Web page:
The counting of the ways of loving helps us to see the complexity in which each of us are so many different beings caught in different worlds, and the many ways in which we relate to one another. That's easier for me to capture in a piece of art than by trying to put it all into words. And that is the essence of visual sociology, capturing the essence of our relationships in all their complexity, without the need to "explain, predict, and justify" it all in words that often remain out-of-awareness for most of us.

Make a Social Justice New Year's Card for your friends.

Saturday, December 24, 2005:

Merry Christmas Eve to all Christians, and have fun shopping, anyway to all Others. Just to make us all feel better I'm wearing red and green socks with little reindeer in red and white striped socks with my sleep T-shirt that says "She who loves cats." I know, Susan wants a drawing. After learning records are finished.

Please don't feel sorry for me that I'm posting learning records on Christmas Eve. For one thing, I'm ecumenical (I think that means I belong to all religions - if not, I tried - find me the right word); and for another, I'm having great fun answering the messages you asked me to put up for your learning record. Almost to a message they are both responsive and creative, in well chosen words, and they give details about what you've been pondering and learning. This is so much better than tests.

I got to do some Christmas shopping, too. We had lunch yesterday in our favorite little Beverly Hills lunch shop (it's been there for at least twenty years, and they know us) and the lady sitting next to us joined in my discussion with Arnold about how much fun it was to respond to you. She said was a close relative of a Republican senator of long ago, and she was absolutely horrified over Cheney's "imperial presidency" (quote from NY Times editorial yesterday).

When I told her about some of our projects she must have thought I was an art teacher, because when I gave her one of my cards, the one with the drawing of a Japanese goddess statue thousands of years old, she asked if the site offered the drawings for sale. Guess I should put that one up for you, too. It's one of my favorite female goddess images.

This is no longer conservatives-moderates-liberals. Even in the news media (not TV, of course, or at least, for the most part) the issue has become a fundamental principle of governance and safety nets. Our work is cut out for us next semester.

But then we left the nice lady and went over to Francis Orr, where Arnold bought me the sketch folder I had seen last week when we picked up his 2006 diary. I did not beg for three days; I just reminded him every day that he wanted me sketch in New York. The folder is rose burgundy leather with flowers all over it, and it holds my sketch pads, and has a zipper compartment, card compartment, pen holder, so that I can take it with me to all the museums in New York, and I won't have to carry a purse.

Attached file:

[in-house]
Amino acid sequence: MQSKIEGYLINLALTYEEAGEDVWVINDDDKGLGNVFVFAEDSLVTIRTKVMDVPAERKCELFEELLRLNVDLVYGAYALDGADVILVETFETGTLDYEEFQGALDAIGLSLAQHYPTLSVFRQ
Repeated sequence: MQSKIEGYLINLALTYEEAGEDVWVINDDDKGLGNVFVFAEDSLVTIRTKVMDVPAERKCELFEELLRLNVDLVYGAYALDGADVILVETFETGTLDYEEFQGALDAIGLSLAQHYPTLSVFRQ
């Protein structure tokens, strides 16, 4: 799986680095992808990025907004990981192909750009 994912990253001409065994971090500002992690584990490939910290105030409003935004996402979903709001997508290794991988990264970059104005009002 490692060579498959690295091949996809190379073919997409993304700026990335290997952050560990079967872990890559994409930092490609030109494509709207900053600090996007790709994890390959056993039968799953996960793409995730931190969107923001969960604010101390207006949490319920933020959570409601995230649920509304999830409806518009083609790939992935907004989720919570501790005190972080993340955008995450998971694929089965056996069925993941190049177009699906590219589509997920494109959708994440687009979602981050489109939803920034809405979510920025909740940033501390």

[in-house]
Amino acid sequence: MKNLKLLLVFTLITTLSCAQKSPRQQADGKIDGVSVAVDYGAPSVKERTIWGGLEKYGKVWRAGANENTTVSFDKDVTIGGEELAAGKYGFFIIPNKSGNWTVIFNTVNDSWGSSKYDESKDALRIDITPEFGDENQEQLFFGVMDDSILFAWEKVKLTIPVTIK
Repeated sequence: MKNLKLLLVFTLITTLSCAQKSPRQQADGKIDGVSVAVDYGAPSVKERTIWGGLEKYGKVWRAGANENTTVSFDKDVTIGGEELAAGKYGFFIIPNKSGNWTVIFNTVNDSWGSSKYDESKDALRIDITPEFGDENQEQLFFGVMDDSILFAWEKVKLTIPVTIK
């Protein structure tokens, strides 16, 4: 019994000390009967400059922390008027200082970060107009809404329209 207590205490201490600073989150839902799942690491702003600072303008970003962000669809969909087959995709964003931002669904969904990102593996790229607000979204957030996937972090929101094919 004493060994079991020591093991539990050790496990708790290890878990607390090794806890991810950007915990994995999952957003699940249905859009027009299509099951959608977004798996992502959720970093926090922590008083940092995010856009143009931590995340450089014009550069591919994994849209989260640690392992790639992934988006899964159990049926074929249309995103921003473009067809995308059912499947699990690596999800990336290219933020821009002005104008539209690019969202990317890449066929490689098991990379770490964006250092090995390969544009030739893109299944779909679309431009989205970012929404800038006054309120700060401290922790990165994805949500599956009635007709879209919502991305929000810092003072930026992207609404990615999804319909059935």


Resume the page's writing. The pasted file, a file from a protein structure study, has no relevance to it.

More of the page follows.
Then as we raced back to the car, what should happen but I heard a merry voice call out "Wait, wait. I'm for Arnold." And as I turned to my side, there was a beautiful striped shirt in colors I could never imagine in the window of Garb's, right across the driveway from Francis Orr's. The colors are beautiful. They're perfect for Arnold's red hair. And as I rushed into the store, who should greet us but an elderly man who had helped Arnold buy clothes in several different stores over the years. He knew him; knew me; spoke of how he watched us rushing about on our shopping chores whenever we made it into Beverly Hills these days. Wonderful memories that go back to the days of Eric Ross and Georgio's and later Fred Hayman's in a much earlier Beverly Hills. Arnold will get to wear the shirt in New York, and he will be beautiful.

Our Santa Claus came early. And my jaguars shared cookies and diet Dr. Pepper with him. I'll never know how the three of them managed it as they hopped and played among the power lines as we drove home, but nary a drop of Dr. Pepper nor a single cookie crumb fell to the ground of reality out there all the way home.

Well, time to get up learning records. Merry Christmas and Happy Winter Solstice to all, and to all a well-earned A.

love and peace and happy, happy holidays, jeanne

NEWS, Announcements, and

Current Events Discussion Topics:

Learning Records - About one third of the learning records from the Learning Record Site are posted. I will do my best to finish them tomorrow. The first person who sends me an e-mail saying that "mine's not up" is a rotten egg and I'll come after you! The Dean's office knows they're coming in a day or so late, and I want them to be as correct as all my records can manage. I didn't post grades on all of them yet. I'm doing it bit by bit. No message in that. Just the order they come up in on my computer. love and peace, jeanne